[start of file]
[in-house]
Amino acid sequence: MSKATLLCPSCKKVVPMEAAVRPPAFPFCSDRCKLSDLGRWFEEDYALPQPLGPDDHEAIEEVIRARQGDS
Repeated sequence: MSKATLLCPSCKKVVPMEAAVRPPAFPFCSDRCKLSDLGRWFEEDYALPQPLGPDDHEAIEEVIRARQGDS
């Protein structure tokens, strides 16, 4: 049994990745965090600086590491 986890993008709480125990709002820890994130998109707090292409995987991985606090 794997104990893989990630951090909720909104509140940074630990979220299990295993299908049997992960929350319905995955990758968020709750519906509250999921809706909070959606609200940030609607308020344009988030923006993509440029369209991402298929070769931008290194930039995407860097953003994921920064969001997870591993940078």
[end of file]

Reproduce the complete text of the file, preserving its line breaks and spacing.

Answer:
[in-house]
Amino acid sequence: MSKATLLCPSCKKVVPMEAAVRPPAFPFCSDRCKLSDLGRWFEEDYALPQPLGPDDHEAIEEVIRARQGDS
Repeated sequence: MSKATLLCPSCKKVVPMEAAVRPPAFPFCSDRCKLSDLGRWFEEDYALPQPLGPDDHEAIEEVIRARQGDS
């Protein structure tokens, strides 16, 4: 049994990745965090600086590491 986890993008709480125990709002820890994130998109707090292409995987991985606090 794997104990893989990630951090909720909104509140940074630990979220299990295993299908049997992960929350319905995955990758968020709750519906509250999921809706909070959606609200940030609607308020344009988030923006993509440029369209991402298929070769931008290194930039995407860097953003994921920064969001997870591993940078």